The more crucial aspect of “the angelic sweetness of Mary” is the Blessed Mother herself. Consider how sweet she is – the Queen of even God’s heart. Consider how earth-shattering it would be to have Christ physically present in your family at all times as she and St. Joseph did. Consider the quality of marriage they had; that’s what I want: to have Christ always present in my marriage and family life and to accept the certain graces He brings. To a certain degree, I’m limited because I wasn’t born without sin like Mary; but if I allow God’s grace in my soul and breathe prayer in and out, I can offer to my family so much more than what I do now. With just one person moving toward a life of prayer and virtue, things change for every surrounding life. My husband is a “man after God’s own heart” and inspires me because he actively pursues to be even more so; and my sons set a great example because they haven’t even sinned yet, so I have to catch up! The truth is that developing angelic sweetness is a feat in itself, but when I do remember to offer Christ the little on-goings of my mind and heart, there is nothing more comforting or empowering than His presence in every nook and cranny of my life. With persistence and the grace of God, this extraordinary virtue can become ordinary for my soul.

Katie Sciba is a writer for the Catholic blog www.truthandcharity.net.

Who Does It Belong to Anyway?

by Mike Van Vranken

My employer provides a car for my use to accomplish the works they have given me to do. The car’s primary use is to perform the tasks my job requires. The company has strict rules explaining how it can be used for both business and personal needs. My responsibilities include keeping it in excellent working condition, not abusing it, protecting it from danger and harm and only using it in ways that respect its purpose. Now, I have the free will to abuse it or even damage it, but any use or care of the car that does not comply with the rules and responsibilities that come with it would be considered negligence and even immoral. The car is not mine; it belongs to my employer.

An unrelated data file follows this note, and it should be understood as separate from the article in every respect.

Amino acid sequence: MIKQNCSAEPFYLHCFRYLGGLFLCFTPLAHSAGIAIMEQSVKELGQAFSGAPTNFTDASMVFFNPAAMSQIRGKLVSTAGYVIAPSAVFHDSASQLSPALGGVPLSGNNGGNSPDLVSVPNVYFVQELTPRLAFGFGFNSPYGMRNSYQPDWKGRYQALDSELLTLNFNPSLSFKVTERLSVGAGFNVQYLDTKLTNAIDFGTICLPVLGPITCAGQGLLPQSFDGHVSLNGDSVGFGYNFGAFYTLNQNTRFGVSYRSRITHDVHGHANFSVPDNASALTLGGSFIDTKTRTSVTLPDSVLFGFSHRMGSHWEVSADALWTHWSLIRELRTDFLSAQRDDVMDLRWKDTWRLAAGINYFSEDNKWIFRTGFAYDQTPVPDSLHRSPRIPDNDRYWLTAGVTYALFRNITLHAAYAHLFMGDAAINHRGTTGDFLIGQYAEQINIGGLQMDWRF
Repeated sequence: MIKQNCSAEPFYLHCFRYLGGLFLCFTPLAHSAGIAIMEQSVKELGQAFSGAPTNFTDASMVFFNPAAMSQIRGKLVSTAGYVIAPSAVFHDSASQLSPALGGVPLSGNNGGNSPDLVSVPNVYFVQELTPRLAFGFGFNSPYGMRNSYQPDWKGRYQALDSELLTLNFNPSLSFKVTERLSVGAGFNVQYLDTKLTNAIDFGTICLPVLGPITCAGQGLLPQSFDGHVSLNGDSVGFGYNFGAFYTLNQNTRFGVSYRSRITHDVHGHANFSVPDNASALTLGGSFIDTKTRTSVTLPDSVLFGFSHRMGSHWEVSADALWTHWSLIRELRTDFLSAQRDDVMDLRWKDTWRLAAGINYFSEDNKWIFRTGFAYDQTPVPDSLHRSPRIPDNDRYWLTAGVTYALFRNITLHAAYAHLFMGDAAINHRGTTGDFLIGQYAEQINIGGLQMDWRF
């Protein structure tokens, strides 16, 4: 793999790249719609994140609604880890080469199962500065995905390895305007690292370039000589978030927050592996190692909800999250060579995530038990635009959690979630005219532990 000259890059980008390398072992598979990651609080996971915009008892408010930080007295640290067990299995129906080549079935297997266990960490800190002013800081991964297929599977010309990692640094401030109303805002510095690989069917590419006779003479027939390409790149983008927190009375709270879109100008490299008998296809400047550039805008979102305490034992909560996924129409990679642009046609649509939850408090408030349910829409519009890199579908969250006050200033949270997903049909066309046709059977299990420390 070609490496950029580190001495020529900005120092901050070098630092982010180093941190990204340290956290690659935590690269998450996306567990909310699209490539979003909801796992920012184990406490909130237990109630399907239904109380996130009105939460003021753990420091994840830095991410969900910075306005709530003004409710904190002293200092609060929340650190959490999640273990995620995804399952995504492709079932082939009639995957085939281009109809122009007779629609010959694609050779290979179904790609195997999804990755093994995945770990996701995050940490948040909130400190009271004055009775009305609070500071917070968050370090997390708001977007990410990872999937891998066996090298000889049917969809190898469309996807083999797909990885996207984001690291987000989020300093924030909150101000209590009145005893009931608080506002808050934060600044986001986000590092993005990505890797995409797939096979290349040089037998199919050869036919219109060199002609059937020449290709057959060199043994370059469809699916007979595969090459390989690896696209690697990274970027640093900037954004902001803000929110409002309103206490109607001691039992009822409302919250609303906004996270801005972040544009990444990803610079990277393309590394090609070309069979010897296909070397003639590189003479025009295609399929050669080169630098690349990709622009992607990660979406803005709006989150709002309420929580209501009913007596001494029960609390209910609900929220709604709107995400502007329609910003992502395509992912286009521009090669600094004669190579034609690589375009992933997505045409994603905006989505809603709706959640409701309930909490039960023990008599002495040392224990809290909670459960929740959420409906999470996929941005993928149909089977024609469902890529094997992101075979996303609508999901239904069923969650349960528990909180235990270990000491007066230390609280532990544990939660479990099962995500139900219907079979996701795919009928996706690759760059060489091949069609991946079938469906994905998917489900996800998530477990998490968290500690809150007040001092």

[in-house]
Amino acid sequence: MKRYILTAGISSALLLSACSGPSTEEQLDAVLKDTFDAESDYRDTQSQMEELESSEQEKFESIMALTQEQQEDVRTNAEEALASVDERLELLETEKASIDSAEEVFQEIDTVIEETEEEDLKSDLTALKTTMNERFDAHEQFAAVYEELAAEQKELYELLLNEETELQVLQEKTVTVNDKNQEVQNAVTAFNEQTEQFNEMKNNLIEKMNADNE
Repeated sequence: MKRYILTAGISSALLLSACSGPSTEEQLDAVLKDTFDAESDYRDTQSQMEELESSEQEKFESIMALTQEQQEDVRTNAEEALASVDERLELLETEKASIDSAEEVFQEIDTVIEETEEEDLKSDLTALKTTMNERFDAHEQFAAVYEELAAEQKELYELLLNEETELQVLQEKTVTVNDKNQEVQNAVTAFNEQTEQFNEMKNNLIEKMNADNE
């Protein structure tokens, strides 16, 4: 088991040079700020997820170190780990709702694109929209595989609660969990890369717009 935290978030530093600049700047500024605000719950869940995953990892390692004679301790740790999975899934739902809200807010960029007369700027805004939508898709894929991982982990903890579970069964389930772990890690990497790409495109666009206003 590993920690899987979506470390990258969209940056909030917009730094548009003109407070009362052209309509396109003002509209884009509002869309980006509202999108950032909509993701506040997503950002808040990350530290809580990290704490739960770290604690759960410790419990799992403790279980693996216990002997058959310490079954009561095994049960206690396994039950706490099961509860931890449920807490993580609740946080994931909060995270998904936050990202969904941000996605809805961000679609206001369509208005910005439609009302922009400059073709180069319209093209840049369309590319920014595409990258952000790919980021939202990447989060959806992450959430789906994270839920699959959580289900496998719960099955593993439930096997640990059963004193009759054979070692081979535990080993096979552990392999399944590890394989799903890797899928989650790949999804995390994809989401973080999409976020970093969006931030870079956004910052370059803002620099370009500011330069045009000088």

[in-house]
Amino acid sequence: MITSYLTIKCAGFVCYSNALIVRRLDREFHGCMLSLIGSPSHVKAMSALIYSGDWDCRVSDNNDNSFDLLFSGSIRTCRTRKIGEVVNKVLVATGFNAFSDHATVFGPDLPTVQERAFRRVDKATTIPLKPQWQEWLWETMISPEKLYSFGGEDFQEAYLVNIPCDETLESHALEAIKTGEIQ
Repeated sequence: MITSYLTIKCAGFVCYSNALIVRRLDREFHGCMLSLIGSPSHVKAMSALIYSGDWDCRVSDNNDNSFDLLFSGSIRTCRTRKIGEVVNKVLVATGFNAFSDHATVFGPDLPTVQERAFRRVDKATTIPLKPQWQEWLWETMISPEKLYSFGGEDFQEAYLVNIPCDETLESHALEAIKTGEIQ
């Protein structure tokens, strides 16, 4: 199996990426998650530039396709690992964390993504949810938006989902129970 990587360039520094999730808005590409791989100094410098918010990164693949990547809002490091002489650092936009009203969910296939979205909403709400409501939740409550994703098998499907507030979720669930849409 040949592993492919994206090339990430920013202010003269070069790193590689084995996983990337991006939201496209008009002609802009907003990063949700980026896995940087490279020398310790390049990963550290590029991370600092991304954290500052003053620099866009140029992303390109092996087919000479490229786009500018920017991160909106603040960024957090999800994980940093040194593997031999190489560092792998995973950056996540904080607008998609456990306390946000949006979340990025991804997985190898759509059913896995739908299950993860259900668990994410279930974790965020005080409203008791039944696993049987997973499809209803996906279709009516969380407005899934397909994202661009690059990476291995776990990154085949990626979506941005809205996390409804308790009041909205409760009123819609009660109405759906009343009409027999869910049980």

My God provides me with a physical body for my use to accomplish the works HE has given me to do. Scripture says it gives Him glory when I accomplish those works. (John 17:4).  He expects me to take care of this body, protect it from danger and harm and only use it in ways that respect its purpose. Of course, I have the free will to use it any way I want to, however, any use or care of my physical self that does not fall in line with His wishes would be considered disobedience and even immoral. This body is not mine. It is His.
God gives us clear direction concerning the use of our bodies.  We are called to specifically bring Jesus to the world. He explains how our bodies are to be used for that purpose:

• “…offer your bodies as a living sacrifice, holy and pleasing to God, which is your spiritual worship.” (Romans 12:1)
• “Do you not know that your body is a temple of the holy Spirit within you, whom you have from God, and that you are not your own?” (1 Corinthians 6:19)
• “…yet I live, no longer I, but Christ lives in me.” (Galatians 2:20)
• “Before I formed you in the womb I knew you, before you were born I dedicated you.” (Jeremiah 1:5)
• “For I know well the plans I have for you…” (Jeremiah 29:11)

Action plans for the month of May:
1. Save this message and read it one time every day in May.
2. Notice key words or phrases (“your spiritual worship”; “you are not your own”; “no longer I, but Christ”; “before I formed you”; “plans I have for you.”)
3. Make a commitment today to never, ever use your body for anything without first asking God His plan.
My God has provided me with a physical body to accomplish the works HE has given me to do.  But this body is not mine.  It belongs to Him!

Safe Environment Audit


by Deacon Michael Straub, Human Resources Director and Safe Environment Coordinator

The Diocese of Shreveport participates in an annual audit on its safe environment program (Protecting God’s Children). Since the program’s inception in 2002, the diocese has been found fully compliant with each of the 17 articles of the Charter for the Protection of Children and Young People. During this past audit period, which ended June 30, 2011, we were found to be again fully compliant in our training of adults and children and our background check processes. Unfortunately we were found to be noncompliant in regards to one requirement. Our Permanent Review Board is required to meet at least once each year and they did not meet within this audit period. Upon discovering this mistake we quickly assembled our review board, as required, which placed us back into full compliance with the charter.